ODESSA, Texas — Gamerooms, if handled correctly, can operate legally in Texas. However, their existence creates a lot of controversy about legal loopholes and safety.
This is an issue leaders in Ector County are trying to tackle. Several things happened at Thursday's Ector County Commissioners Court meeting, but the most notable thing was the Mayor of Odessa, Javier Joven, calling attention to what he says is an increase in gamerooms in the county and problems he thinks they are creating.
"The city is supersized by the county in its authority to regulate the gamerooms," said Joven. "If we work hand-in-hand with the county, who has an extensive amount to regulate where municipalities are limited, then it would be easier to enforce an ordinance that is placed by the county."
Ector County Judge Debi Hays seemed to agree with Joven when he addressed the increase in gamerooms in the community.
"I kind of chuckled when you said Andrews Highway is becoming the Las Vegas Strip," said Hays during the meeting. "I travel that route going home. I started counting how many there were between the courthouse and my house, and it seems like every week there is a new one."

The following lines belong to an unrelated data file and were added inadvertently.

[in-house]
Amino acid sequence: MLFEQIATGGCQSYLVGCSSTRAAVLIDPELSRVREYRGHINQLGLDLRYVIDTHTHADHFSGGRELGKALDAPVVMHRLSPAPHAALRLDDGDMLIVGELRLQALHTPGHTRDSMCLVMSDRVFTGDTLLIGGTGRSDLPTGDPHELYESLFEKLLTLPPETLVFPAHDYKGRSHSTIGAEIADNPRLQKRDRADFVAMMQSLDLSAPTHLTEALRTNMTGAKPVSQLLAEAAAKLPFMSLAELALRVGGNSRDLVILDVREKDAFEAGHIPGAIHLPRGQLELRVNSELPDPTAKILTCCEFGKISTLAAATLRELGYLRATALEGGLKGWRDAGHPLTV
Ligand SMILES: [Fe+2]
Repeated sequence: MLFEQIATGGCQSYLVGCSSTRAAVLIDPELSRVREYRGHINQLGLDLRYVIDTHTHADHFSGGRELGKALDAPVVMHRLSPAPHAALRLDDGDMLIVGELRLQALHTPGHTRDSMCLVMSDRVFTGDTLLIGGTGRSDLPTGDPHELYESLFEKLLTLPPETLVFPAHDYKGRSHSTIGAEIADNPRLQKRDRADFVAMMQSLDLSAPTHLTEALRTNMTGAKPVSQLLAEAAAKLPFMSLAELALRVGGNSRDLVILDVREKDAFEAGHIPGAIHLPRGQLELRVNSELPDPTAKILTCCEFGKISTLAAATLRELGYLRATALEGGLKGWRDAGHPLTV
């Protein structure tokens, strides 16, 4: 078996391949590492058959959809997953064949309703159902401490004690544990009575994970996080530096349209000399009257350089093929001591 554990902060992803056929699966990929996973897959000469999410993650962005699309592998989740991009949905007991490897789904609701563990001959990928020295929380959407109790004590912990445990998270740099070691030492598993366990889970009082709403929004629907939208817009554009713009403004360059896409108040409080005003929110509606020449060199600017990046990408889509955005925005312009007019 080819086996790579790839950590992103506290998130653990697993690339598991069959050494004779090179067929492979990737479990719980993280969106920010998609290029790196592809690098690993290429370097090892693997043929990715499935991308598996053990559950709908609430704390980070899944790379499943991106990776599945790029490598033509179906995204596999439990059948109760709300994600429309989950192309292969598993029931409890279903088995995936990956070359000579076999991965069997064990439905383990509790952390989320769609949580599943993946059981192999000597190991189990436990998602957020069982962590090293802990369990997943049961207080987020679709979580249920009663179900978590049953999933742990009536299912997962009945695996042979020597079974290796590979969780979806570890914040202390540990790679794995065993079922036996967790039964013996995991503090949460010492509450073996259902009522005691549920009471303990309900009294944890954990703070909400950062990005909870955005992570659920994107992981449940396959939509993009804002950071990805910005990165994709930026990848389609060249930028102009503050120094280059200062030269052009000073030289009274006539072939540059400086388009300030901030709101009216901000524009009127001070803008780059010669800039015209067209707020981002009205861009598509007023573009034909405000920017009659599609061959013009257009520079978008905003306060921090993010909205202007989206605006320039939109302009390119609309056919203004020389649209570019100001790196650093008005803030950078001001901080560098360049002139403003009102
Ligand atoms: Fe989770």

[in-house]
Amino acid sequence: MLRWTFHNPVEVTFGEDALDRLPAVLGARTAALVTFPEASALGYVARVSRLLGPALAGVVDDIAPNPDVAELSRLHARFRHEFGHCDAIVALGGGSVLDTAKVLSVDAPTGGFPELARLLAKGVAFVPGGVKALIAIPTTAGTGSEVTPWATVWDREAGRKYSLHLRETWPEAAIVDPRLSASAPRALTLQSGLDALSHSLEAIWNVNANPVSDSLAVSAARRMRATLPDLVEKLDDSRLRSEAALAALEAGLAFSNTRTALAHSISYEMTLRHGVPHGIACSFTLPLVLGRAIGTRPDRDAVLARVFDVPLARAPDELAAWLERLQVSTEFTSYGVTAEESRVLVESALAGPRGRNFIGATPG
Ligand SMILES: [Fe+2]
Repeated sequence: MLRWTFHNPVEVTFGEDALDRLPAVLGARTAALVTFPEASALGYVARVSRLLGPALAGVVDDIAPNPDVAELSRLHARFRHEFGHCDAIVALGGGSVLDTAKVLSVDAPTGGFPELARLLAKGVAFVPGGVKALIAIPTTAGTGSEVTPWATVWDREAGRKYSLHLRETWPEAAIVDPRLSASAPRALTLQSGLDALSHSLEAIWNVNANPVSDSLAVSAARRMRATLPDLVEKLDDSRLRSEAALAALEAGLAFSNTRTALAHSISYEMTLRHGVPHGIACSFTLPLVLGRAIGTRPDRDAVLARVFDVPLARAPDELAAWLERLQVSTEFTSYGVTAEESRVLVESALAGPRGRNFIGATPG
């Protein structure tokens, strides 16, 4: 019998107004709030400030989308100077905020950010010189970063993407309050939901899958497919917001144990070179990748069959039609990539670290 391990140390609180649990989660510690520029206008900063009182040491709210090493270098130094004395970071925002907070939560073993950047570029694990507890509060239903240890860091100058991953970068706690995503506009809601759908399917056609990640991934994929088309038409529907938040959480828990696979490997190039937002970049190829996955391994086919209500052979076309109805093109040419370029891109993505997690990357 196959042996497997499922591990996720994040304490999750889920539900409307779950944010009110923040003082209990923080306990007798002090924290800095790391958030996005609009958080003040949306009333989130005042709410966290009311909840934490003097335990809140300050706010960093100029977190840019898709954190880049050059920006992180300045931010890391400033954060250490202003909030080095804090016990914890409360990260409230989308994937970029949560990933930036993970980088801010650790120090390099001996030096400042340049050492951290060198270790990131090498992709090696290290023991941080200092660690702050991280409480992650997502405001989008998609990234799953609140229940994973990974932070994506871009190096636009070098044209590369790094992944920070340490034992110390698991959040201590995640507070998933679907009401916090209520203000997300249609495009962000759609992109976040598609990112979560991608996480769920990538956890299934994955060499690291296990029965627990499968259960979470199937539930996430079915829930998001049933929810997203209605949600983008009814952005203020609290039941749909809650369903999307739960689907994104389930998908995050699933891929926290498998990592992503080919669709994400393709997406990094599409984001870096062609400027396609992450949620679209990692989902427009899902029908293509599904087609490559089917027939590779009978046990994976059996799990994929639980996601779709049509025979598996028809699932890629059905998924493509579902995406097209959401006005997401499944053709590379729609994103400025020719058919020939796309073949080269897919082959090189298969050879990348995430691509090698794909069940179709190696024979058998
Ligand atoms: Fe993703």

Now, the Mayor is asking for help when it comes to limiting gamerooms in town.
"No one is saying that they are going away," said Joven. "Basically, what the community is saying is that there is a proliferation, or too many. You go from one day to another, then all of the sudden there is a new one, and there's a new one. And they change names, and there is a reason for that."
Joven said crime is an issue often tied to the gamerooms, and when law enforcement agencies are short-staffed, the problem amplifies.
"When we are better staffed, our guys have time to run by and stop in and look in those gamerooms," said Ector County Sheriff Mike Griffis. "Right now, we are very reactive, we are shorthanded about 25 or 30% short on patrol each shift. So we don't have time to do that."
Mayor Joven said he hopes to address the Odessa City Council after the holidays.
He hopes a plan is created at the beginning of next year between the city, the county and law enforcement to help limit the number of gamerooms and increase supervision. For now, nothing is set in stone.